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Mark Fisher
Edinburgh, Scotland, United Kingdom
Follow me on Twitter at MarkFFisher, WriteAboutTheat and LimelightXTC I am a freelance journalist and critic specialising in theatre and the arts. Publications I write for include the Guardian and the Scotsman. I am the author of The Edinburgh Fringe Survival Guide: how to make your show a success and How to Write About Theatre: A Manual for Critics, Students and Bloggers. I am also editor of The XTC Bumper Book of Fun for Boys and Girls: A Limelight Anthology. From 2000-2003, I was the editor of The List magazine, Glasgow and Edinburgh's arts and events guide.
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Thursday, May 22, 2014

Theatre review: Dear Scotland

Published in the Guardian
NTS at the Scottish National Portrait Gallery, Edinburgh
Four stars

ROBERT Burns says you should vote yes to Scottish independence. Chic Murray reckons we're better together. Muriel Spark urges you to "act without timidity or fear" – a sentiment echoed by Mary Queen of Scots, who recommends you "be whole, be strong, be merciful". Robert Cunninghame Graham, a founder of the Scottish National party, cautions you to "raise the flag of your humanity beside the flag of your nationhood".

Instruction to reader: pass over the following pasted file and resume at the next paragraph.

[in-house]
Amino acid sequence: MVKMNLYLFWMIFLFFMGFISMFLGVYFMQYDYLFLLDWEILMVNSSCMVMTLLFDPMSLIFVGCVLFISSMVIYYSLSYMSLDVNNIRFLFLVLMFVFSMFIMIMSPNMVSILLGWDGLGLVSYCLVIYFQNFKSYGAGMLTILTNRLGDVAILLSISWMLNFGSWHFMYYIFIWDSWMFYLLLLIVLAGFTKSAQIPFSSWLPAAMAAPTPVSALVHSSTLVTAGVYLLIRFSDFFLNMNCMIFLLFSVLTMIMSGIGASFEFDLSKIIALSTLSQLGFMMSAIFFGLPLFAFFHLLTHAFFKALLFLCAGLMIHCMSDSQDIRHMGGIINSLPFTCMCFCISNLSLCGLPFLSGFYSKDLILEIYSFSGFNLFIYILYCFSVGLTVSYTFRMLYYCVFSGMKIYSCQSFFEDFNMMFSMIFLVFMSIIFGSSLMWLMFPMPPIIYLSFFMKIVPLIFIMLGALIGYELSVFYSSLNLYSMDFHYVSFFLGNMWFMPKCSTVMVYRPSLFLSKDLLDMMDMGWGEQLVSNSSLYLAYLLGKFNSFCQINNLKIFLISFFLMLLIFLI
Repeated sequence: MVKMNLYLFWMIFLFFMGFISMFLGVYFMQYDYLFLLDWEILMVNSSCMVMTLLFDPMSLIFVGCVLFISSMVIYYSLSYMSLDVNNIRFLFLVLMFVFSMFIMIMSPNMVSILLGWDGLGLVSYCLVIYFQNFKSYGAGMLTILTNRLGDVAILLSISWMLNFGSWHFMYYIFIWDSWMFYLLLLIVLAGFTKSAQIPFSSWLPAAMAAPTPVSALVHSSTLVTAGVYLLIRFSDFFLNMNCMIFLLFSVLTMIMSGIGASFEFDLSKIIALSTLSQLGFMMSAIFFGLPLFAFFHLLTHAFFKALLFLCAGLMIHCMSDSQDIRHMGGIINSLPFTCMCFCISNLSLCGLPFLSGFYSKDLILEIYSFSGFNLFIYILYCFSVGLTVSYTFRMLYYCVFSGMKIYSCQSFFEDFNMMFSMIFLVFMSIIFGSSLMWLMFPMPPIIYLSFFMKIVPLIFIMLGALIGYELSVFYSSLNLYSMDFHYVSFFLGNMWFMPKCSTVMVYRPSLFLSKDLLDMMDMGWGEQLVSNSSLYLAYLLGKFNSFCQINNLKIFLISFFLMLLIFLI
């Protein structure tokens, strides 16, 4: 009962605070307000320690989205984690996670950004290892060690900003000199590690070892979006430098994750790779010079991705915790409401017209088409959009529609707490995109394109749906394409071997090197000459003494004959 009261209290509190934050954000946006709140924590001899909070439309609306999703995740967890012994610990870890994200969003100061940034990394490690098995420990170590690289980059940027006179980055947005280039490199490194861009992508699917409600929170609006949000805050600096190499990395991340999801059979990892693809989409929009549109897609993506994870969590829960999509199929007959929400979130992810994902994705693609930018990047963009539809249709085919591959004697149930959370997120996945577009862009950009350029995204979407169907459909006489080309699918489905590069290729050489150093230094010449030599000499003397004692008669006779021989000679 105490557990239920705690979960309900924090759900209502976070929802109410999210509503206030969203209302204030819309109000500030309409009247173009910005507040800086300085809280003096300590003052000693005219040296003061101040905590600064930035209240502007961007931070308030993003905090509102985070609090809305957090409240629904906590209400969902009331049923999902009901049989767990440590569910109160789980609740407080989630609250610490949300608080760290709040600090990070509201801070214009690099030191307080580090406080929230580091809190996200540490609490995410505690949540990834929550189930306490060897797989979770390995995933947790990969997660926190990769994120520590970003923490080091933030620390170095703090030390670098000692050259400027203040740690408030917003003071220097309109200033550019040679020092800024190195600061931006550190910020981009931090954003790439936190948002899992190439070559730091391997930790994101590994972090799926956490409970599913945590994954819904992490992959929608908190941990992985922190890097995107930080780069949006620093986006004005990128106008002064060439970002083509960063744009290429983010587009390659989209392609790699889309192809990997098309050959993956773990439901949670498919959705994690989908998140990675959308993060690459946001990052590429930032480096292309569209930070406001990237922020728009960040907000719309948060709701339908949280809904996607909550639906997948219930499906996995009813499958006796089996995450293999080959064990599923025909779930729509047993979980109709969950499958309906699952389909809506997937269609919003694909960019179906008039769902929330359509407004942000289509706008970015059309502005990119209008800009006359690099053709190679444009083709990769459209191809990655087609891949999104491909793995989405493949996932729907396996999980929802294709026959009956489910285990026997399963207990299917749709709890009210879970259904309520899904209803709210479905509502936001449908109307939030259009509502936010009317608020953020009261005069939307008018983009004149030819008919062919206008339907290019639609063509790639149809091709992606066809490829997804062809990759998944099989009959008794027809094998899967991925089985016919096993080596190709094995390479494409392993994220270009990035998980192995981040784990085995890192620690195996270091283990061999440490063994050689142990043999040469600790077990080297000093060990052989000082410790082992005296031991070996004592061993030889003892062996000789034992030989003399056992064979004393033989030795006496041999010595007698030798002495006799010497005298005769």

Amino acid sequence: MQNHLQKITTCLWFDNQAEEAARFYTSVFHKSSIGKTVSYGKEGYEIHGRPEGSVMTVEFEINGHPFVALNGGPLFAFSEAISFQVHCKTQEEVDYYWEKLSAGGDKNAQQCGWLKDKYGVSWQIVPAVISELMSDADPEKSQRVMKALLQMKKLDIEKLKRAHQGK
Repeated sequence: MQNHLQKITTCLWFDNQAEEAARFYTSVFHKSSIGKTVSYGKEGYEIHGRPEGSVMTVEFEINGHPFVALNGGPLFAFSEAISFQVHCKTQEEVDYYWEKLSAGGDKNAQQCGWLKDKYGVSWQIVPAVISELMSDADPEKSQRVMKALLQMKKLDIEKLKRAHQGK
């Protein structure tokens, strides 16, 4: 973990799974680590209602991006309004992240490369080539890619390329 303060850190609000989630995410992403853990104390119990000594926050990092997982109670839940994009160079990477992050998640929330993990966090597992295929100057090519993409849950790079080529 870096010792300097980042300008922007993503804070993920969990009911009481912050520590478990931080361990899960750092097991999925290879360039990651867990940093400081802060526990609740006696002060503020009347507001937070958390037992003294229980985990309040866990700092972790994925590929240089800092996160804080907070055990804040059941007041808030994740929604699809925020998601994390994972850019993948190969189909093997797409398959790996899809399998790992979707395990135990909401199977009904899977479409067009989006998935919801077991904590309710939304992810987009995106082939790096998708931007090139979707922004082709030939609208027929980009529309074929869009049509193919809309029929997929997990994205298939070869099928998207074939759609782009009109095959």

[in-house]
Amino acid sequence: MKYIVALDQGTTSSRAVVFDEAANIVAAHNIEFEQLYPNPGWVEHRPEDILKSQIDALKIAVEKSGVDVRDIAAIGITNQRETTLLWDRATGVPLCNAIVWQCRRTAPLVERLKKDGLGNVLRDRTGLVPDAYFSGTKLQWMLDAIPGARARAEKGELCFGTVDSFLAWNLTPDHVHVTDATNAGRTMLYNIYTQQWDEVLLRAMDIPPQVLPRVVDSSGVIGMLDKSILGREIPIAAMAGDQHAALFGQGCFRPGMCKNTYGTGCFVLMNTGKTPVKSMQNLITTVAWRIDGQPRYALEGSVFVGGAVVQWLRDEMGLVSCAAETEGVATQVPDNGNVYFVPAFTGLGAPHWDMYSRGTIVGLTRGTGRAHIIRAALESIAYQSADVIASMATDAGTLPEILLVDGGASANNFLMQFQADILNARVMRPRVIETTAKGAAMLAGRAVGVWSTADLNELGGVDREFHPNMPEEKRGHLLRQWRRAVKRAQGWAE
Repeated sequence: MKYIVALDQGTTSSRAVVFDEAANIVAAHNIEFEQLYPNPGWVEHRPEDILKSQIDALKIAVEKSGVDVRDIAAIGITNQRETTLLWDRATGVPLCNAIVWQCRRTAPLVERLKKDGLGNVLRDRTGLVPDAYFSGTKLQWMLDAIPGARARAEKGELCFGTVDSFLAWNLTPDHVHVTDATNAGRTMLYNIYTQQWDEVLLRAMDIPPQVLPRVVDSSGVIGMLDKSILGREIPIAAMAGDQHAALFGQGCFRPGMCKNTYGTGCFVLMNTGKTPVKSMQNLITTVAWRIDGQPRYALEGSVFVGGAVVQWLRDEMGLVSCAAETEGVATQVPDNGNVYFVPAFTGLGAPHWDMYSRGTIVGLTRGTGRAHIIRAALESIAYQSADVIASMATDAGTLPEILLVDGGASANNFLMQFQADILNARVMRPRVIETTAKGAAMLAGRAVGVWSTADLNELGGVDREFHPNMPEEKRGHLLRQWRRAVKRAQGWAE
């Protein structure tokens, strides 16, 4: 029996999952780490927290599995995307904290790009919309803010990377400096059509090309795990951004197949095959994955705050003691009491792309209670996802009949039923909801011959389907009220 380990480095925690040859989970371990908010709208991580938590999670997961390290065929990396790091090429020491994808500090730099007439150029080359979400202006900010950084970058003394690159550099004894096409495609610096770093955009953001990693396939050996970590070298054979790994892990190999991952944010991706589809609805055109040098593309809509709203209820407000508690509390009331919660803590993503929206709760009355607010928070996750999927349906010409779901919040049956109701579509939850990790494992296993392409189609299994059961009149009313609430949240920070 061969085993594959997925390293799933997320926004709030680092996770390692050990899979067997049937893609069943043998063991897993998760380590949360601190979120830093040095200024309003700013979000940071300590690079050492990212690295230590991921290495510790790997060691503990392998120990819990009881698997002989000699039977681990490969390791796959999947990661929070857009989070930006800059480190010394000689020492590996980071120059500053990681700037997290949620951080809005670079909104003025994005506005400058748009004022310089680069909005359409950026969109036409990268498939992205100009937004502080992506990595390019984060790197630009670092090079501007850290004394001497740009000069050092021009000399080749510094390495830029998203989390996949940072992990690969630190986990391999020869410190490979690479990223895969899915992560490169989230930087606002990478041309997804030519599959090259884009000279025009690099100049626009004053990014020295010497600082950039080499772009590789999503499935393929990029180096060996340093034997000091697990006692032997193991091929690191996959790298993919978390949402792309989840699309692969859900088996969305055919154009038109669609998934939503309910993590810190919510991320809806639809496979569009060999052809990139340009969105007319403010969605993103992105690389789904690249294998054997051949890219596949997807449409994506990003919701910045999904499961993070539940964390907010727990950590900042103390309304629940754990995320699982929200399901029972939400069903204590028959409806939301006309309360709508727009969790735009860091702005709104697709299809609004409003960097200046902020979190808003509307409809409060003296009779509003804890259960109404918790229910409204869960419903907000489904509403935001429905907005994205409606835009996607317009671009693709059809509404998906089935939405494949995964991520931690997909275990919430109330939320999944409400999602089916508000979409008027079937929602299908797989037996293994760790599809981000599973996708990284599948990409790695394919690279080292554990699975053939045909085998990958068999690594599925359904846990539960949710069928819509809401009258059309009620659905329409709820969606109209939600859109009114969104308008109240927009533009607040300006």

At least, that's what they say in this invigorating collaboration between the National Theatre of Scotland and the Scottish National Portrait Gallery, in which 20 writers have each given voice to a painting, sculpture or photograph in the collection.
The effect on the two after-hours tours can be dizzying. It's a leap just to get your head around the idea that the actor Maureen Beattie is speaking the words of AL Kennedy in the guise of Robert Louis Stevenson in front of a bust by David Watson Stevenson. That the poet Jackie Kay appears both as a writer (imagining union leader Mick McGahey in a democratic heaven) and as a bronze bust (words by Rona Munro) adds further levels of complexity.
The national question looms large, with strong satirical contributions from Peter Arnott, whose Sir Walter Scott claims credit for inventing Scottish identity inside the union, and Iain Heggie, whose James VI agonises over the designs for the union flag. But several times it's the more oblique responses that make the biggest impression: Nicola McCartney focusing on a bystander at a scene of royal pomp; Jo Clifford noticing the faceless woman in a pub dominated by male poets; Zinnie Harris demanding we take seriously a display of forgotten 19th-century women.
This excellently acted production by Catrin Evans and Joe Douglas turns a gallery full of establishment stuffed shirts into a place of radical provocation.
© Mark Fisher 2014 
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